Affordable Access

Women and omega-3 fatty acids

Authors
Publisher
Lippincott Williams & Wilkins
Publication Date
Keywords
  • Medicine And Health Sciences
Disciplines
  • Biology
  • Ecology
  • Medicine

Abstract

Omega-3 fatty acids (omega-3 FA) are constituents of the membranes of all cells in the body and are precursors of locally produced hormones, eicosanoids, which are important in the prevention and treatment of various diseases, especially in women. Omega-3 FA are of interest in some of the most common conditions affecting women. One mechanism underlying dysmenorrhea is a disturbed balance between antiinflammatory, vasodilator eicosanoids derived from omega-3 FA and proinflammatory, vasoconstrictor eicosanoids derived from omega-6 FA. Increased intake of omega-3 FA can reverse the symptoms in this condition by decreasing the amount of omega-6 FA in cell membranes. An increased prostacyclin/thromboxane ratio induced by omega-3 FA can facilitate pregnancy in women with infertility problems by increasing uterine blood flow. Supplementation with omega-3 FA during pregnancy lowers the risk of premature birth and can increase the length of pregnancy and birth weight by altering the balance of eicosanoids involved in labor and promote fetal growth by improving placental blood flow. Intake of omega-3 FA during pregnancy and breast feeding may facilitate the child's brain development. There is also some evidence that supplementation with omega-3 FA might help to prevent preeclampsia, postpartum depression, menopausal problems, postmenopausal osteoporosis, and breast cancer. Furthermore, because elevated triglyceride levels are associated with cardiovascular disease, especially in women; and because omega-3 FA have powerful effects on triglycerides, women in particular gain from an increased intake of these fatty acids. This is especially important in women receiving hormone therapy, which can increase triglyceride levels. The quality of the omega-3 FA preparation is important. It should have an appropriate antioxidant content not to induce lipid peroxidation, and its content of dioxin and polychlorinated biphenyls (PCBs) should be well below the established safe limit. Target Audience: Obstetricians & Gynecologists, Family Physicians Learning Objectives: After completion of this article, the reader should be able to describe the function and actions of omega-3 and omega-6 fatty acids, to outline the potential advantages of omega-3 fatty acid supplementation, and to list the potential sources of omega-3 fatty acids.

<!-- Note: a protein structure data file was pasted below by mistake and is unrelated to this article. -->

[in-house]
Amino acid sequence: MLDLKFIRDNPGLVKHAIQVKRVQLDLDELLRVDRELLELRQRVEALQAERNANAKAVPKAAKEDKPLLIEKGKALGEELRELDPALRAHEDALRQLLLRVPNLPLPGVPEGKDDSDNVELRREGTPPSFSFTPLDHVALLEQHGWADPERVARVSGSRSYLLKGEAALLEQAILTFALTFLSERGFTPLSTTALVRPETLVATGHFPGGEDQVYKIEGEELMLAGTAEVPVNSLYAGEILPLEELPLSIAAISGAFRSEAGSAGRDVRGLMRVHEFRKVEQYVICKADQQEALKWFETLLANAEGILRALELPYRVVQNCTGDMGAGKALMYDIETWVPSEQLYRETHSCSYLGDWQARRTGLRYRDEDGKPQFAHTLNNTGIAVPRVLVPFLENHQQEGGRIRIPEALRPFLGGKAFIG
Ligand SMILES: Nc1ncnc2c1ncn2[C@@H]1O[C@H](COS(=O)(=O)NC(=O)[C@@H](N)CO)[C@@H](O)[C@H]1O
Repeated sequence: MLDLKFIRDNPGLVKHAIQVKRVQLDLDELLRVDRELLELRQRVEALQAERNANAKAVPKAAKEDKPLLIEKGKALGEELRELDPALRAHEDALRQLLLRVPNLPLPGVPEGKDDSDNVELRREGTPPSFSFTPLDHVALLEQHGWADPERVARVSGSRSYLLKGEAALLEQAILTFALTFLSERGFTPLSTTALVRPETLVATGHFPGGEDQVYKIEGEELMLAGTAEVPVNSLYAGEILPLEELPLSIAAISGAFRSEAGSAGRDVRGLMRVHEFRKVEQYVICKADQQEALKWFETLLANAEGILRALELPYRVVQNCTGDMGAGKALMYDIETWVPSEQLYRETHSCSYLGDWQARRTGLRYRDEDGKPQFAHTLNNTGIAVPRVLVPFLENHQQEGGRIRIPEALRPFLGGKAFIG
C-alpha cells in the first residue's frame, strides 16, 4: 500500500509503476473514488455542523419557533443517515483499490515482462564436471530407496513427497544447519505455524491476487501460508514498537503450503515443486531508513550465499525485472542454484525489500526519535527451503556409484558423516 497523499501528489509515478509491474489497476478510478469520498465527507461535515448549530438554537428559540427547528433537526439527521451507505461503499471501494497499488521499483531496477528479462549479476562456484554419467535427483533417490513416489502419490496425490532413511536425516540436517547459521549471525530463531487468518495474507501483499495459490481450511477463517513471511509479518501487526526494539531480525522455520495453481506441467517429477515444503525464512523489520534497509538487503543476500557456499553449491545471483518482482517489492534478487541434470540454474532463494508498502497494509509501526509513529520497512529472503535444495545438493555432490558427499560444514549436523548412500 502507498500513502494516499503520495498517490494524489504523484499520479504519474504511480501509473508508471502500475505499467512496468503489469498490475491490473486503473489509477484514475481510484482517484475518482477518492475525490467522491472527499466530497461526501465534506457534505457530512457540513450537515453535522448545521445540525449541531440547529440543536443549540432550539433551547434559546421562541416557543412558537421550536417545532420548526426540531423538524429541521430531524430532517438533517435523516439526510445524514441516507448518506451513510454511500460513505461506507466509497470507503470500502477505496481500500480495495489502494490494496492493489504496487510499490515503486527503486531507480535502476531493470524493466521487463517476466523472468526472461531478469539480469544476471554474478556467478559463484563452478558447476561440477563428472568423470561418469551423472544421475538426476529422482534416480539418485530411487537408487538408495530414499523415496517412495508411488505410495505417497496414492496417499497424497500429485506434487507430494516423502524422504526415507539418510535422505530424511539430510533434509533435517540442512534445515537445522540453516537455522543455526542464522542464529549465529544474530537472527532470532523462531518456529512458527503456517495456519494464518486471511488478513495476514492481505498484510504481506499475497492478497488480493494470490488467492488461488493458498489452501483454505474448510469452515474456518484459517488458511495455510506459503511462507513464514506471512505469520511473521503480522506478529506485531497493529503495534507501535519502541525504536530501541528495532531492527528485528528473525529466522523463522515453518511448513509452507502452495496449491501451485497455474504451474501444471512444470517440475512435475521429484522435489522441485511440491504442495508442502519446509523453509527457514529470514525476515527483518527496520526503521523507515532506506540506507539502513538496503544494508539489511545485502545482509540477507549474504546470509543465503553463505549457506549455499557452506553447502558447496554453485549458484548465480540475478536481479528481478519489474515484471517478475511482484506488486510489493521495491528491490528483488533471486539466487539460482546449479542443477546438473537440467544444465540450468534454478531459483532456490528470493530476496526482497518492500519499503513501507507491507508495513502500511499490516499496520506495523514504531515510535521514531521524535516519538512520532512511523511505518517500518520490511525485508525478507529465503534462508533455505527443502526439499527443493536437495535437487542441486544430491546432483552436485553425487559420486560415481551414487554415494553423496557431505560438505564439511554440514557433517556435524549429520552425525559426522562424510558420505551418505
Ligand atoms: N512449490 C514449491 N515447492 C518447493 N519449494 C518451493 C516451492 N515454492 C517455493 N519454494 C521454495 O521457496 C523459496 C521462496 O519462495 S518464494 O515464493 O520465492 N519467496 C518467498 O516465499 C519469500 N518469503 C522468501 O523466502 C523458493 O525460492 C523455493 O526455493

There are no comments yet on this publication. Be the first to share your thoughts.

Statistics

Seen <100 times
0 Comments

More articles like this

Women and omega-3 Fatty acids.

on Obstetrical & gynecological su... October 2004

Dietary omega-3 fatty acids for women

on Biomedicine & Pharmacotherapy Jan 01, 2007

Dietary omega-3 fatty acids for women.

on Biomedicine & Pharmacotherapy 2007

Hypomania associated with omega3 fatty acids.

on Archives of General Psychiatry July 2000
More articles like this..